Long-term Response of Coastal Forests to Wind Disturbance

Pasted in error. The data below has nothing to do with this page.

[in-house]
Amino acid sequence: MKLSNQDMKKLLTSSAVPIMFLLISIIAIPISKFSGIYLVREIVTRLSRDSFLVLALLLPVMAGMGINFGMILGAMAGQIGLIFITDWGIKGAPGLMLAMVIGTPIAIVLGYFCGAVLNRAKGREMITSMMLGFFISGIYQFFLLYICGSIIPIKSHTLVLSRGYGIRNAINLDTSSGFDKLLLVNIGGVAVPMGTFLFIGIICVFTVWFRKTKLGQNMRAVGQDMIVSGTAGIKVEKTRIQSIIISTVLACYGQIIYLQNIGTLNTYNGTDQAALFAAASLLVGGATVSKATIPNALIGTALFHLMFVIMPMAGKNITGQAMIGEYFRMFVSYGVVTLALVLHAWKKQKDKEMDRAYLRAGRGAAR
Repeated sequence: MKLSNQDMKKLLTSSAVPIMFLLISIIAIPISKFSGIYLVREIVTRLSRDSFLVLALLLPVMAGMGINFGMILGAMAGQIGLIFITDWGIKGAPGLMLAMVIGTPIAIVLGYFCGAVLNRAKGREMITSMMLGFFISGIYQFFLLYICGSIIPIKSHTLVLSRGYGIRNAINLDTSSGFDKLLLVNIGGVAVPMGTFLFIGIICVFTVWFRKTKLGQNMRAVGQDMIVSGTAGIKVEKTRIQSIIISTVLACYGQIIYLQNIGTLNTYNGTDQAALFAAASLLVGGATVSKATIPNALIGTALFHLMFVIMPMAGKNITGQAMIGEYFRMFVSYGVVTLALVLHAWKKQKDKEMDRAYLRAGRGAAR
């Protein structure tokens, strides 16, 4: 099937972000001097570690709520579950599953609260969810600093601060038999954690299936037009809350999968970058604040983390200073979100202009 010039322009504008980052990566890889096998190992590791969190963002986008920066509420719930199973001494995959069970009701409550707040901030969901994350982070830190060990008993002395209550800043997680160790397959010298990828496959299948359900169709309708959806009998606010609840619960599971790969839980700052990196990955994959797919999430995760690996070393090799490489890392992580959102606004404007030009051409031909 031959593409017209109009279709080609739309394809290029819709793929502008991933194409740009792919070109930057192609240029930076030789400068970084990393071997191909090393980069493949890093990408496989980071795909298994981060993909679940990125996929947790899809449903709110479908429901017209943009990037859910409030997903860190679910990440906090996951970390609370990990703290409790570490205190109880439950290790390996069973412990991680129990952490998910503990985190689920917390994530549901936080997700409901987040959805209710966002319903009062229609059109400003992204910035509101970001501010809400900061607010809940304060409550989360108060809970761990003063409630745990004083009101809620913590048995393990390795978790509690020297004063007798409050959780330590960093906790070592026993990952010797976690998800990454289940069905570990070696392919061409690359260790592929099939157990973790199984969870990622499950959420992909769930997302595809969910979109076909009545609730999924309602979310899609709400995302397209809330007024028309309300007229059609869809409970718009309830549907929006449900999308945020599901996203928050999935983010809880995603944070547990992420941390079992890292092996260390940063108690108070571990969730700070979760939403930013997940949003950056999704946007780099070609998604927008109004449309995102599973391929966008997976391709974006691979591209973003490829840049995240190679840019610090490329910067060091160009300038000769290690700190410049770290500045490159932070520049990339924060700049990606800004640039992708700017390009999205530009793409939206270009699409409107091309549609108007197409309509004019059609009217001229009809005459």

Mark Harmon and Rob Pabst have authored a new paper in a special issue of the journal Forests on wind disturbance (http://doi.org/10.3390/f10020119).  Harmon and Pabst took advantage of tree measurements spanning 78 years in ten plots at Cascade Head Experimental Forest to examine the cumulative effects of wind disturbance on forest structure, tree mortality, and net primary productivity.  This set of permanent plots was established in 1935 for the purpose of understanding growth and yield of coastal forests dominated by western hemlock and Sitka spruce.  However, since 1951 the plots have experienced hurricane-force winds at least ten times, providing an opportunity to examine long-term response of coastal forests to wind.  Not all plots were substantially impacted by all the storms; rather, the major wind events had differential effects on the plots, suggesting that wind impacts at a broader landscape level are cumulative over time.  Key findings include: (1) the proportion of wind-related tree mortality has increased 5- to 8-fold since 1940, and (2) despite the increase in wind-related tree mortality over time, impacts to net primary productivity were only noticeably when biomass loss exceeded 50%.  The long-term nature of this and other permanent plot research offer poignant lessons in how repeated observations over long time periods help us understand how and why forests change.

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